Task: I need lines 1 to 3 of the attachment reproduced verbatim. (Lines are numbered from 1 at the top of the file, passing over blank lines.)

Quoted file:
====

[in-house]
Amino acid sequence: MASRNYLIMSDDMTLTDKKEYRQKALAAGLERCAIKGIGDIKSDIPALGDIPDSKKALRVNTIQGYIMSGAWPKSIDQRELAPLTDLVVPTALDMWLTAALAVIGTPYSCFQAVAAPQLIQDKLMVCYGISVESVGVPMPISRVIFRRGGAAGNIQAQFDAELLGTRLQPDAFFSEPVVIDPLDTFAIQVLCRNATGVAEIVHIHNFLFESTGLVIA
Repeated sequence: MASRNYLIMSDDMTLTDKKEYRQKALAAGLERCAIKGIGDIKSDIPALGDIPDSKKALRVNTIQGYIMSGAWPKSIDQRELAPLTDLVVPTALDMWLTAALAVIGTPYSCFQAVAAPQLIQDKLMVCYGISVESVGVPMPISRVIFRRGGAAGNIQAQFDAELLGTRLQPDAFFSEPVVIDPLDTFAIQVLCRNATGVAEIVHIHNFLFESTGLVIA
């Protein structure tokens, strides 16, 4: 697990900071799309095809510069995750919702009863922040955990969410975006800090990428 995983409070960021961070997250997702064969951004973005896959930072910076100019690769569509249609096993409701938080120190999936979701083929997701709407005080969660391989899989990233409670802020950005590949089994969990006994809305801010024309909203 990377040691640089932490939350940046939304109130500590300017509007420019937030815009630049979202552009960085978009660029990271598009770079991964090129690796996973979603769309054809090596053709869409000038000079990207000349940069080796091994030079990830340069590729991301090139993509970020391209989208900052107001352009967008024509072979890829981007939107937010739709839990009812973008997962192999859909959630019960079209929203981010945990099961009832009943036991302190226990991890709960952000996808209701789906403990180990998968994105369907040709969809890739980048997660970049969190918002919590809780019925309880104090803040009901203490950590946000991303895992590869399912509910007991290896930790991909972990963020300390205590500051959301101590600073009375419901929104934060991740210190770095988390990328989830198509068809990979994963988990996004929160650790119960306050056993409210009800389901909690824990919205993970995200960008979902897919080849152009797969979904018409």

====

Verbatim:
[in-house]
Amino acid sequence: MASRNYLIMSDDMTLTDKKEYRQKALAAGLERCAIKGIGDIKSDIPALGDIPDSKKALRVNTIQGYIMSGAWPKSIDQRELAPLTDLVVPTALDMWLTAALAVIGTPYSCFQAVAAPQLIQDKLMVCYGISVESVGVPMPISRVIFRRGGAAGNIQAQFDAELLGTRLQPDAFFSEPVVIDPLDTFAIQVLCRNATGVAEIVHIHNFLFESTGLVIA
Repeated sequence: MASRNYLIMSDDMTLTDKKEYRQKALAAGLERCAIKGIGDIKSDIPALGDIPDSKKALRVNTIQGYIMSGAWPKSIDQRELAPLTDLVVPTALDMWLTAALAVIGTPYSCFQAVAAPQLIQDKLMVCYGISVESVGVPMPISRVIFRRGGAAGNIQAQFDAELLGTRLQPDAFFSEPVVIDPLDTFAIQVLCRNATGVAEIVHIHNFLFESTGLVIA